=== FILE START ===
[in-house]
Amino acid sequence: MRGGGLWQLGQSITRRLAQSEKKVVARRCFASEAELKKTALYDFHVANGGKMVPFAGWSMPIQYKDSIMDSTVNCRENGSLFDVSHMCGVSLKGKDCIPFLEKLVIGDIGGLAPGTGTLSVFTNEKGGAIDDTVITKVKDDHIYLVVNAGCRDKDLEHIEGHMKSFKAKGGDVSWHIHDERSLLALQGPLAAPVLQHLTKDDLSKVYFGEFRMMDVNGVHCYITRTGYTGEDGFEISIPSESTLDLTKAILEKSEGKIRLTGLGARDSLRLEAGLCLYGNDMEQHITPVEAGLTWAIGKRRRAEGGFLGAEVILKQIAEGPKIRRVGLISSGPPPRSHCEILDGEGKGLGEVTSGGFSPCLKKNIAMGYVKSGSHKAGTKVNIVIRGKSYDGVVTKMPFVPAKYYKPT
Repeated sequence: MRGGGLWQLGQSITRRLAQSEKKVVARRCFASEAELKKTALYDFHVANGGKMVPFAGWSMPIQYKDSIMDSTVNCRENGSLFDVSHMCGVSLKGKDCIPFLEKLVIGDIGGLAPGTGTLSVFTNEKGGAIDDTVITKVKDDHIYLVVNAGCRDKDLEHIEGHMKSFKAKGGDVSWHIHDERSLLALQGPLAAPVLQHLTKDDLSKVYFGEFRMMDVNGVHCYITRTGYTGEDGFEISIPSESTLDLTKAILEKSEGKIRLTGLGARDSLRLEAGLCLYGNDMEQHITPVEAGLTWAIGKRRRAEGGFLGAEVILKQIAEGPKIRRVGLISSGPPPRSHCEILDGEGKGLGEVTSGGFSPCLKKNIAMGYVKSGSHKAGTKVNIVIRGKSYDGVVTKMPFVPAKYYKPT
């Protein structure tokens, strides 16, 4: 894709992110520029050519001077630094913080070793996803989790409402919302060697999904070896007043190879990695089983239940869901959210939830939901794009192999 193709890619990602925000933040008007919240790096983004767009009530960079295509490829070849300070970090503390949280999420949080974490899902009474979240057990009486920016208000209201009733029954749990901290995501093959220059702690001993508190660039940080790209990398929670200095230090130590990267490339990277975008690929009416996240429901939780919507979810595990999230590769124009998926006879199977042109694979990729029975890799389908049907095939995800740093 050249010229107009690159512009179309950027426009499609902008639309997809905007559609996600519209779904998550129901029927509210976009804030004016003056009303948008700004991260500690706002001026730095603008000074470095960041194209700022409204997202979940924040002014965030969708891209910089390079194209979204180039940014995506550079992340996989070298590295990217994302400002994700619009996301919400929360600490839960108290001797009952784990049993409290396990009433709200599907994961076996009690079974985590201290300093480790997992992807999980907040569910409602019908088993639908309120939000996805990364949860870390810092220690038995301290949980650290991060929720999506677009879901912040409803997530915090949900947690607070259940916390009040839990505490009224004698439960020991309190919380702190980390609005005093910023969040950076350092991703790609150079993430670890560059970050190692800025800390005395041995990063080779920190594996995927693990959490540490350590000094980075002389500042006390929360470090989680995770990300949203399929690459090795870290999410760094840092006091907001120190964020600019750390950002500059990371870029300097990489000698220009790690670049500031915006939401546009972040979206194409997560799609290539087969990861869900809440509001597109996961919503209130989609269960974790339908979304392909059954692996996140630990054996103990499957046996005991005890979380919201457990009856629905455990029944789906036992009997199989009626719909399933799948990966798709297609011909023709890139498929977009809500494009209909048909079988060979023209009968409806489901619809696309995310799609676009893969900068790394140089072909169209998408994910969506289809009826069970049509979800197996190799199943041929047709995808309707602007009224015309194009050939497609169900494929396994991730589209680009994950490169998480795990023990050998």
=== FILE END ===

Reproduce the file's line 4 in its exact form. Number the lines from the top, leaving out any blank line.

């Protein structure tokens, strides 16, 4: 894709992110520029050519001077630094913080070793996803989790409402919302060697999904070896007043190879990695089983239940869901959210939830939901794009192999 193709890619990602925000933040008007919240790096983004767009009530960079295509490829070849300070970090503390949280999420949080974490899902009474979240057990009486920016208000209201009733029954749990901290995501093959220059702690001993508190660039940080790209990398929670200095230090130590990267490339990277975008690929009416996240429901939780919507979810595990999230590769124009998926006879199977042109694979990729029975890799389908049907095939995800740093 050249010229107009690159512009179309950027426009499609902008639309997809905007559609996600519209779904998550129901029927509210976009804030004016003056009303948008700004991260500690706002001026730095603008000074470095960041194209700022409204997202979940924040002014965030969708891209910089390079194209979204180039940014995506550079992340996989070298590295990217994302400002994700619009996301919400929360600490839960108290001797009952784990049993409290396990009433709200599907994961076996009690079974985590201290300093480790997992992807999980907040569910409602019908088993639908309120939000996805990364949860870390810092220690038995301290949980650290991060929720999506677009879901912040409803997530915090949900947690607070259940916390009040839990505490009224004698439960020991309190919380702190980390609005005093910023969040950076350092991703790609150079993430670890560059970050190692800025800390005395041995990063080779920190594996995927693990959490540490350590000094980075002389500042006390929360470090989680995770990300949203399929690459090795870290999410760094840092006091907001120190964020600019750390950002500059990371870029300097990489000698220009790690670049500031915006939401546009972040979206194409997560799609290539087969990861869900809440509001597109996961919503209130989609269960974790339908979304392909059954692996996140630990054996103990499957046996005991005890979380919201457990009856629905455990029944789906036992009997199989009626719909399933799948990966798709297609011909023709890139498929977009809500494009209909048909079988060979023209009968409806489901619809696309995310799609676009893969900068790394140089072909169209998408994910969506289809009826069970049509979800197996190799199943041929047709995808309707602007009224015309194009050939497609169900494929396994991730589209680009994950490169998480795990023990050998």